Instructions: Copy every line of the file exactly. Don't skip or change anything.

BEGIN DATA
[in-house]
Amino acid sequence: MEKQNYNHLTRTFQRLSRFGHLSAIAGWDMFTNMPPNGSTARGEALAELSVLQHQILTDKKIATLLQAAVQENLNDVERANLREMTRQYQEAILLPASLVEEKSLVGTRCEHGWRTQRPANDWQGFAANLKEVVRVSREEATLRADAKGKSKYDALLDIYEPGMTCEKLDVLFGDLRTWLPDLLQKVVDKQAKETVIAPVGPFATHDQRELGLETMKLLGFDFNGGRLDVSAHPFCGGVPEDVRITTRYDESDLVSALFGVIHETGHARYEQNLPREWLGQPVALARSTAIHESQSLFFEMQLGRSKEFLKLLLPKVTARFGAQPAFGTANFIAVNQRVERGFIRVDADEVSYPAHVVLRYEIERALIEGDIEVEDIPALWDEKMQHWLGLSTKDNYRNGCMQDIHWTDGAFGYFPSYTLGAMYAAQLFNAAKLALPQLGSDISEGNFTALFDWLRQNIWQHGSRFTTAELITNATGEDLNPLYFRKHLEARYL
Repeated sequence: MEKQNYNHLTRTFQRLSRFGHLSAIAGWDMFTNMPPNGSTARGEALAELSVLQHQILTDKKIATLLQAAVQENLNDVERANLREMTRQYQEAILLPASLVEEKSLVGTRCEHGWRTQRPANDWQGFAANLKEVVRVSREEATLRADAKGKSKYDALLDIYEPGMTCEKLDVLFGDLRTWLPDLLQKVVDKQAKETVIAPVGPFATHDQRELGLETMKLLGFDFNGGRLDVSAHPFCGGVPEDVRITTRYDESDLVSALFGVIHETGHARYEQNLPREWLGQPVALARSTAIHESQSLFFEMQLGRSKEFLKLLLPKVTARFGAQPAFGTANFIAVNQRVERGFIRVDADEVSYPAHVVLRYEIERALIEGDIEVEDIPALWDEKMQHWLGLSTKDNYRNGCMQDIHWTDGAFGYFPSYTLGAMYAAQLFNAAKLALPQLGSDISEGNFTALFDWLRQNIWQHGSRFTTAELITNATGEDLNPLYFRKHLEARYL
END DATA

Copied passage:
[in-house]
Amino acid sequence: MEKQNYNHLTRTFQRLSRFGHLSAIAGWDMFTNMPPNGSTARGEALAELSVLQHQILTDKKIATLLQAAVQENLNDVERANLREMTRQYQEAILLPASLVEEKSLVGTRCEHGWRTQRPANDWQGFAANLKEVVRVSREEATLRADAKGKSKYDALLDIYEPGMTCEKLDVLFGDLRTWLPDLLQKVVDKQAKETVIAPVGPFATHDQRELGLETMKLLGFDFNGGRLDVSAHPFCGGVPEDVRITTRYDESDLVSALFGVIHETGHARYEQNLPREWLGQPVALARSTAIHESQSLFFEMQLGRSKEFLKLLLPKVTARFGAQPAFGTANFIAVNQRVERGFIRVDADEVSYPAHVVLRYEIERALIEGDIEVEDIPALWDEKMQHWLGLSTKDNYRNGCMQDIHWTDGAFGYFPSYTLGAMYAAQLFNAAKLALPQLGSDISEGNFTALFDWLRQNIWQHGSRFTTAELITNATGEDLNPLYFRKHLEARYL
Repeated sequence: MEKQNYNHLTRTFQRLSRFGHLSAIAGWDMFTNMPPNGSTARGEALAELSVLQHQILTDKKIATLLQAAVQENLNDVERANLREMTRQYQEAILLPASLVEEKSLVGTRCEHGWRTQRPANDWQGFAANLKEVVRVSREEATLRADAKGKSKYDALLDIYEPGMTCEKLDVLFGDLRTWLPDLLQKVVDKQAKETVIAPVGPFATHDQRELGLETMKLLGFDFNGGRLDVSAHPFCGGVPEDVRITTRYDESDLVSALFGVIHETGHARYEQNLPREWLGQPVALARSTAIHESQSLFFEMQLGRSKEFLKLLLPKVTARFGAQPAFGTANFIAVNQRVERGFIRVDADEVSYPAHVVLRYEIERALIEGDIEVEDIPALWDEKMQHWLGLSTKDNYRNGCMQDIHWTDGAFGYFPSYTLGAMYAAQLFNAAKLALPQLGSDISEGNFTALFDWLRQNIWQHGSRFTTAELITNATGEDLNPLYFRKHLEARYL